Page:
Irish students working abroad for the summer in Vancouver, Canada, are getting a reputation for rowdiness, and their bad behavior is causing tensions in the Irish community.
Some of the students have been accused of urinating on dance floors, fighting in bars, and leaving restaurants and rental properties without paying their bills, The Irish Times reports.
Tensions are rising between Irish people who have settled in the city and the recently-arrived students due to the alleged behavior.
Claims of the alleged rowdy behavior have appeared in recent posts on the Irish and New in Vancouver Facebook page, which has almost 20,000 followers.
“There’s a real concern amongst people living in Vancouver that it will end up like Australia, where the Irish have a terrible reputation and it became very difficult to secure visas as a result,” said one long-term Irish resident of the city, who wished to remain anonymous.
The Canadian city has become the destination of choice for young Irish seeking summer work abroad.
Students arrive in Canada on the International Experience Canada (IEC) visa, the same two-year-working permit as Irish citizens who wish to stay in the country long-term.
Between 2016 and 2017 there have been a 28 percent increase in working permits issued for Irish citizens and a further 6 percent increase in the first six months of 2018, according to statistics from the government of Canada.
“We have noticed large numbers arriving in Vancouver in late spring both this year and last,” said Cathy Murphy, executive director of the Irish Canadian Immigration Centre.
“These are likely young people reinventing the IEC as a J1, rather than utilising the two years that the IEC allows. This is a new trend,” she added.
“That’s exactly what we’re doing,” said John Mullins, a 21-year-old from Clontarf in Dublin. “I’ve had the best summer of my life.”
“There’s about 60 of us over here and I live in a frat [fraternity] house with 13 other guys. The IEC is cheaper than the J1 and you don’t have to wait until you’re 21 to drink alcohol – the legal drinking age here is 19,” said Mullins, who worked in a lumber yard all summer and will soon return to Dublin to continue his studies in primary school teaching.
“Our employers wanted us to stay on because the Irish work really hard. I’m obviously one of the Irish students being tarred with the same brush as the troublemakers – they are in the minority. Most of the lads I’ve encountered in the frats are very chill and are just trying to get to know people.”
Colum Mulhall, 21, studies quantity surveying in Dublin. He has been living close to the University of British Columbia in the same house as Mullins.
“This is my first time living away from home and it’s good to get a bit of freedom and to experience working in construction. There was a bit of trouble with the neighbors but the Canadians are really nice – he came over and asked us to be quiet, so we did,” he said.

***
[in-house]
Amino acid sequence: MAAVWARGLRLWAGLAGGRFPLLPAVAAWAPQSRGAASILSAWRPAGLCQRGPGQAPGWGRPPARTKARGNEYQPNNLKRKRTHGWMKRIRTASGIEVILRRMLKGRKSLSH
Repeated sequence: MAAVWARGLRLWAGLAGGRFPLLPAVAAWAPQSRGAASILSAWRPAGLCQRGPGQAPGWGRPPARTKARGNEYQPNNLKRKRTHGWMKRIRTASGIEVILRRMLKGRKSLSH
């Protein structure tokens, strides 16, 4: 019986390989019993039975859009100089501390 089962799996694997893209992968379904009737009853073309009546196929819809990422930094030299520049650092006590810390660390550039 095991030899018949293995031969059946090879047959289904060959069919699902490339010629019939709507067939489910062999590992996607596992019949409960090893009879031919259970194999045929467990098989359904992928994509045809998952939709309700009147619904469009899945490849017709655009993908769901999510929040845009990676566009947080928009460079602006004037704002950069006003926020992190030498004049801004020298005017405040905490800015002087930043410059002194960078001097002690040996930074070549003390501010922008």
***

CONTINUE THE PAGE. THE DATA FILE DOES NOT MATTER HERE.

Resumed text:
“There’s always stupid people who show up and cause trouble. That could happen anywhere – look at Harcourt Street [in Dublin] on a Saturday night.”
Rachael Collins, a 19-year-old from Naas, Co Kildare, said: “I have heard stories of the Irish being rowdy, however, no more rowdy than they would be in Dublin.
“The Canadian drink laws are much stricter, as you can be banned from a club for a year if you are kicked out for being too drunk – that’s something to be aware of if you are coming over in the future,” added Collins, who has been working as an administrative assistant and tennis coach in Canada.
Founder and CEO of online community Moving2Canada Ruairí Spillane, from Co Kerry, told the Irish Times that the settled Irish and the students need to show “mutual respect" and stop “mud-slinging” on social media.
Spillane, who has been a resident of Vancouver for over 10 years, said the Irish “are doing a spectacular job of integrating here” and said his clients want to hire Irish people. “That’s not going to change overnight or because of a few incidents.”
He admits to noticing a “big difference in attitudes” between the people arriving for the summer and those who moved to Canada for the long-term.
“The summer students are thinking: ‘Get in, get out, have the maximum amount of fun in three months’ time.’ Whereas, of the people coming here on a two-year visa, I would hazard a guess that 50 per cent of them want to become Canadians. That’s probably why you see the conflict on social media.”
Spillane’s message to the students is: “Be more thoughtful of the local laws. Canadians are very respectful and polite. You are in someone else’s house. Behaviour that upsets your hosts should not be tolerated, regardless of how much craic we are having.”
To his fellow long-term Irish residents, he says: “These are 19- to 21-year-olds we are dealing with .. . We need to realize that they need to be mentored. Let’s praise them a little bit more.
“I would be very annoyed if I was a young person coming here, being polite and spreading the good vibes, and being generalized as a ‘J1er’. Us longer-term residents needed to shake off generalizations when we first arrived and now we are casting judgment.”